You Have the Right to Defend Yourself.

I was just talking to another mama of a child or two who came from a hard place.  This is a mama I’ve only met once in person and has almost as many kiddos as I do.  Her children who came first are learning to live with the ones who came later, and with the ones who’ve come since.  We have the same situation in our home.

There are children in our home who will, occasionally, lash out and physically go after another child.  Sometimes, the child they go after is larger.  We give our children permission to defend themselves.  They are allowed to push the offending child off, and they are allowed to hold them down while they scream for a parent to intervene.  When the child they’ve attacked is bigger, it’s a natural consequence for the offender.  They just got sat on by a kid who they attacked, who then fought back and who subdued them.  I consider that a life lesson.  If I tried to kick the butt of some tatted up guy in a biker bar, I’d get my butt handed right back to me.  Got that kiddo?  Don’t say I never did anything for you.  You just learned a very important life lesson.

When an older child goes after a smaller one, it’s a little trickier.  First of all, I get angrier than I should.  I rant and rave about picking on those who are weaker.  Which, when I think about it, is probably why the offending child is beating on the smaller child, because they were once the smaller and weaker and they were victimized.  But, when it’s your baby and an older child is beating on them, it’s difficult.  This is the only time, when there is danger, that we do let our older kids step a toe into the waters of discipline.  They are absolutely allowed to pull one child off and scream for adult help.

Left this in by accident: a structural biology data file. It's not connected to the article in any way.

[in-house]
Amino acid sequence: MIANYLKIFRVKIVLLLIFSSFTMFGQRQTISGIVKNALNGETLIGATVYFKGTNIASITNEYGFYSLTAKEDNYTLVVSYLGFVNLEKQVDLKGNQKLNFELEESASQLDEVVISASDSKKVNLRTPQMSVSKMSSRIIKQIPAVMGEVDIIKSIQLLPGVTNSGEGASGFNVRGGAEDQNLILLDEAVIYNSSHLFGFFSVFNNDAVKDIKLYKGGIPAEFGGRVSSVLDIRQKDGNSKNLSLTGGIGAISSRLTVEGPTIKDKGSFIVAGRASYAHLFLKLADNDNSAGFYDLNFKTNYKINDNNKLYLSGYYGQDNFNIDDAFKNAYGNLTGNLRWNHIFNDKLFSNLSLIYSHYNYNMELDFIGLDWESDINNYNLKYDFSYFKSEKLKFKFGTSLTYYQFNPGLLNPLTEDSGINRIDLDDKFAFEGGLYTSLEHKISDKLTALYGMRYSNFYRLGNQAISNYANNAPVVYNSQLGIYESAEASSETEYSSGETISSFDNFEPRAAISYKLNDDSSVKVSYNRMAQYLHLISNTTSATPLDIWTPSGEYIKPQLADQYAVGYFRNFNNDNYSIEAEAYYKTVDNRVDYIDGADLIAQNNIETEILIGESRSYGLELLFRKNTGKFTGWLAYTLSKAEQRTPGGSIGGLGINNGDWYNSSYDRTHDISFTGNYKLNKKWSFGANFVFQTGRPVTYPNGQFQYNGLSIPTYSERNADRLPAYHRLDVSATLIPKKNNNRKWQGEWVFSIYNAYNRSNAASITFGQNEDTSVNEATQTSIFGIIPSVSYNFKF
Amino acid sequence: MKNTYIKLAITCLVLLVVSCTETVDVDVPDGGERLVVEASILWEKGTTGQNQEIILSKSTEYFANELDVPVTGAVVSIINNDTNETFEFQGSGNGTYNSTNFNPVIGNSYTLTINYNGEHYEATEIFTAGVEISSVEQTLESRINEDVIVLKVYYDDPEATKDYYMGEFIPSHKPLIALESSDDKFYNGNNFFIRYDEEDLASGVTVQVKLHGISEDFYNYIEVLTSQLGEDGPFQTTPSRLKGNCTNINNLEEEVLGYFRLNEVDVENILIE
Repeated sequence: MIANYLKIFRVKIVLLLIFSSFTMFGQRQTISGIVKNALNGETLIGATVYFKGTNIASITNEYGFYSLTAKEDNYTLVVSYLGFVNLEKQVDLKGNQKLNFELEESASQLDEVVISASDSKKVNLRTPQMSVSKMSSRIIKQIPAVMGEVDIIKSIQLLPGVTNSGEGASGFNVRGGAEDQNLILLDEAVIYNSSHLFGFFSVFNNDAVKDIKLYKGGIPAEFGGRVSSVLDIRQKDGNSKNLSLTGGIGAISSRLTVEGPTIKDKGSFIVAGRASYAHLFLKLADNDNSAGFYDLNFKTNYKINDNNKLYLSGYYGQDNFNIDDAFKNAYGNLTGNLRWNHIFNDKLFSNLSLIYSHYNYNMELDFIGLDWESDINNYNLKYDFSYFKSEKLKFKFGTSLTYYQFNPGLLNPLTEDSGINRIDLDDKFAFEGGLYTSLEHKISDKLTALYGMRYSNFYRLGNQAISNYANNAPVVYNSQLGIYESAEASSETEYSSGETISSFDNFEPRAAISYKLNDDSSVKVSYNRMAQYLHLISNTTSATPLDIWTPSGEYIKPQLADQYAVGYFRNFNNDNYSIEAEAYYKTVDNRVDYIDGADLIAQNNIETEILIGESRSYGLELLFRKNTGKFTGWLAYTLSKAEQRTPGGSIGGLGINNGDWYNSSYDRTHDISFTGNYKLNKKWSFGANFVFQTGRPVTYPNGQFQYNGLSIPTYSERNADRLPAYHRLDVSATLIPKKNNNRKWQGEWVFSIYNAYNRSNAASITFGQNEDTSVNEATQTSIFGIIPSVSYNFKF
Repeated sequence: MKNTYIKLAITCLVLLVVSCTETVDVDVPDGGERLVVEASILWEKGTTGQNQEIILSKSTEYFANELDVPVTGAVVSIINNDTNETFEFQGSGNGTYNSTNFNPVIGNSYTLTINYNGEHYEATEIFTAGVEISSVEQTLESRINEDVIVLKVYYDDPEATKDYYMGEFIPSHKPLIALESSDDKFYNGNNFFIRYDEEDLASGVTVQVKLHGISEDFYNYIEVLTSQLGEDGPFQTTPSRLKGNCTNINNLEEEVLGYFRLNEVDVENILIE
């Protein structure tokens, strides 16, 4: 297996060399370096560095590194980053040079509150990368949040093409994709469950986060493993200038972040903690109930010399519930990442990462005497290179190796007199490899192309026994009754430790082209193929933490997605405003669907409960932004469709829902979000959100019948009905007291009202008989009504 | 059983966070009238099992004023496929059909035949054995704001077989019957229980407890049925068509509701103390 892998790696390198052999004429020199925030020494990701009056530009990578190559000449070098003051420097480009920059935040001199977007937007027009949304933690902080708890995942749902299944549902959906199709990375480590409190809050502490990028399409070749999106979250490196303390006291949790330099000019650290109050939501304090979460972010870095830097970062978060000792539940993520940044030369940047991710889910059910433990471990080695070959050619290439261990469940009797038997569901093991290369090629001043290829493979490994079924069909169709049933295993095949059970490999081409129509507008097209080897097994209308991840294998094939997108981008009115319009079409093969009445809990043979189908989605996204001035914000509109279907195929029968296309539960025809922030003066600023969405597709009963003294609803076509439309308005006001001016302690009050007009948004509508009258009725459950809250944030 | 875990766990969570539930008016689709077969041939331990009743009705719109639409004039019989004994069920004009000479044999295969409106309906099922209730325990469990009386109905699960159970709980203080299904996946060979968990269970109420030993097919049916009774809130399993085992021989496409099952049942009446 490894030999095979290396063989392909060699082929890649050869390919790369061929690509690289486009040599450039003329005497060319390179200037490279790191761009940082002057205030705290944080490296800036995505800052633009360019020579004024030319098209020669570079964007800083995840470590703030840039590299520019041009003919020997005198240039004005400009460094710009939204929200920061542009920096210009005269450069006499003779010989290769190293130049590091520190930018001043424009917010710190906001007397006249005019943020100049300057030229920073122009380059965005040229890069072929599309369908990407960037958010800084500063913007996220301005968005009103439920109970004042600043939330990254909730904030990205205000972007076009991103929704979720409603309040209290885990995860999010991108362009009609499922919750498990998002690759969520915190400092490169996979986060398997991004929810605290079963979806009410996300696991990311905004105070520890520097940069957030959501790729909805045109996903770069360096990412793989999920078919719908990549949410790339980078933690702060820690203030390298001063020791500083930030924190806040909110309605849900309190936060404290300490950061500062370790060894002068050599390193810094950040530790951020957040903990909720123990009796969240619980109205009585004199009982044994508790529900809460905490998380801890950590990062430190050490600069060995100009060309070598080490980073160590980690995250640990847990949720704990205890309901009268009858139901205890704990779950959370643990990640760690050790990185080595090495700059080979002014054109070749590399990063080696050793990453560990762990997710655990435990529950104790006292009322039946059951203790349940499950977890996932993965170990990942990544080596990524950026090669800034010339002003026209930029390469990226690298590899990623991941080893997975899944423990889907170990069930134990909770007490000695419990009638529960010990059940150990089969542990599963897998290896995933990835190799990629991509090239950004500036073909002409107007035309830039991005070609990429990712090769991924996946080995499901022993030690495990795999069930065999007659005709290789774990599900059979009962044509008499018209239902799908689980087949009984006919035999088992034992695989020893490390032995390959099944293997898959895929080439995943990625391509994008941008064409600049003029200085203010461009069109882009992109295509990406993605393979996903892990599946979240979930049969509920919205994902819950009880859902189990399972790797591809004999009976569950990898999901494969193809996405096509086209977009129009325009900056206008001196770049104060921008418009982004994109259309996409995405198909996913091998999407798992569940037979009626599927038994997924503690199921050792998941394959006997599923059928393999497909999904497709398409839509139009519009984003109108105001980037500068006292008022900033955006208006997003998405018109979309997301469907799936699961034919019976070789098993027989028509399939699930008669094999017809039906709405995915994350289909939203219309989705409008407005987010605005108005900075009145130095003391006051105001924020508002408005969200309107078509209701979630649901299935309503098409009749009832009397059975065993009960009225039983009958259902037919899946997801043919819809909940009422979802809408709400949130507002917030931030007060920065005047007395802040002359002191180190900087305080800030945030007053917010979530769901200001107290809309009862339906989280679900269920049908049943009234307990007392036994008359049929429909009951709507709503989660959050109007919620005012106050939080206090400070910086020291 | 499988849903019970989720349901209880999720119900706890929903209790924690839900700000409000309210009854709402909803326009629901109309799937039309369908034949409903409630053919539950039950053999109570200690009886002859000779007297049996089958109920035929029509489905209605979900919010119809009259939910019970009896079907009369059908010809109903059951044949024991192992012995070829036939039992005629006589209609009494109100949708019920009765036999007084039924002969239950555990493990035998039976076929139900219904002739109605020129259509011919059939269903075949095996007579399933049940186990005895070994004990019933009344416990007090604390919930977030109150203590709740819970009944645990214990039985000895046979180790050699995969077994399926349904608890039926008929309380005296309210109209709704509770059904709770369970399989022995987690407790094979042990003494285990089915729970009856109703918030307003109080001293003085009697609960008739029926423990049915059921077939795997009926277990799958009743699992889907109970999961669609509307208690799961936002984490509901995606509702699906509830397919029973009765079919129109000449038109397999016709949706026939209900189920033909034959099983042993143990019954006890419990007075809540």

We’ve had to talk A LOT with our older kids about excessive force.  It’s EXTREMELY tempting, as you’re sitting on someone who just tried to beat you up, to bounce up and down.  You know, just a little bounce, just enough to make the beater squeal a little.  And just because, well, you can because no one is there to see it yet.   And because, well, the kid you’re sitting on is acting like a turd and acts like a turd A LOT.  So, on a daily basis, we teach our older kids why our younger ones act the way they do.  Our big kids get it.  Some of them came from the same situation.

Some people think it’s terrible to have to live this way, to have to teach your kids these things.  I shrug.  I lived with two biological siblings.  They came from the same loving, protected and sheltered environment I did.  I shared a room with a sister who was 11 years my junior.  When I was about 15 and she was about 5, she slapped me across the face.  Right.in.the.kisser.  I was an annoying teenager.  She was an irritating little sister.  My answer to her?  I wound up and cracked her one right back.  That ended it.  She went to tell my mom who comforted her and then told her it was probably a bad idea to slap people.

Yep.  It probably is.  And, I got grounded for the day.

–FullPlateMom,
who, to this day, hasn’t ever slapped anyone across the face again.  Lesson learned.

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